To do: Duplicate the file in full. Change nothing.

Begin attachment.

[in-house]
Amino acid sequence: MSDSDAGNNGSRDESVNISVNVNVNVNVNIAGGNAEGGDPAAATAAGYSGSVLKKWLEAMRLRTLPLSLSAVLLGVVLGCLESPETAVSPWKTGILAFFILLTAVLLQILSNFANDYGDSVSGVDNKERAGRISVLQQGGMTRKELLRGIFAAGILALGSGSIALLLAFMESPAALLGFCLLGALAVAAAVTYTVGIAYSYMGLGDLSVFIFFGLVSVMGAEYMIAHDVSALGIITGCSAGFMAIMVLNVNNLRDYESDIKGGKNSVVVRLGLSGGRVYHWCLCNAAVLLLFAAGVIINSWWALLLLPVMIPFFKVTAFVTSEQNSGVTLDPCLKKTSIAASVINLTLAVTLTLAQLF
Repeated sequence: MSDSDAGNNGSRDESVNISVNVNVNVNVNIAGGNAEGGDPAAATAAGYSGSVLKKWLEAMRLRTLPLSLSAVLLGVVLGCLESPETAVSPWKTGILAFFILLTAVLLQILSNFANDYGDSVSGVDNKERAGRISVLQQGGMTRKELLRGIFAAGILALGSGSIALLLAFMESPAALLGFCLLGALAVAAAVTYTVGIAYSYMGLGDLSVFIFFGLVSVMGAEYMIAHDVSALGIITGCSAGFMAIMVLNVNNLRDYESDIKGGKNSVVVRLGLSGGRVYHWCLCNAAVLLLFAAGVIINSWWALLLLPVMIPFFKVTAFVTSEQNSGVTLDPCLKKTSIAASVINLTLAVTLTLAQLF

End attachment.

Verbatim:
[in-house]
Amino acid sequence: MSDSDAGNNGSRDESVNISVNVNVNVNVNIAGGNAEGGDPAAATAAGYSGSVLKKWLEAMRLRTLPLSLSAVLLGVVLGCLESPETAVSPWKTGILAFFILLTAVLLQILSNFANDYGDSVSGVDNKERAGRISVLQQGGMTRKELLRGIFAAGILALGSGSIALLLAFMESPAALLGFCLLGALAVAAAVTYTVGIAYSYMGLGDLSVFIFFGLVSVMGAEYMIAHDVSALGIITGCSAGFMAIMVLNVNNLRDYESDIKGGKNSVVVRLGLSGGRVYHWCLCNAAVLLLFAAGVIINSWWALLLLPVMIPFFKVTAFVTSEQNSGVTLDPCLKKTSIAASVINLTLAVTLTLAQLF
Repeated sequence: MSDSDAGNNGSRDESVNISVNVNVNVNVNIAGGNAEGGDPAAATAAGYSGSVLKKWLEAMRLRTLPLSLSAVLLGVVLGCLESPETAVSPWKTGILAFFILLTAVLLQILSNFANDYGDSVSGVDNKERAGRISVLQQGGMTRKELLRGIFAAGILALGSGSIALLLAFMESPAALLGFCLLGALAVAAAVTYTVGIAYSYMGLGDLSVFIFFGLVSVMGAEYMIAHDVSALGIITGCSAGFMAIMVLNVNNLRDYESDIKGGKNSVVVRLGLSGGRVYHWCLCNAAVLLLFAAGVIINSWWALLLLPVMIPFFKVTAFVTSEQNSGVTLDPCLKKTSIAASVINLTLAVTLTLAQLF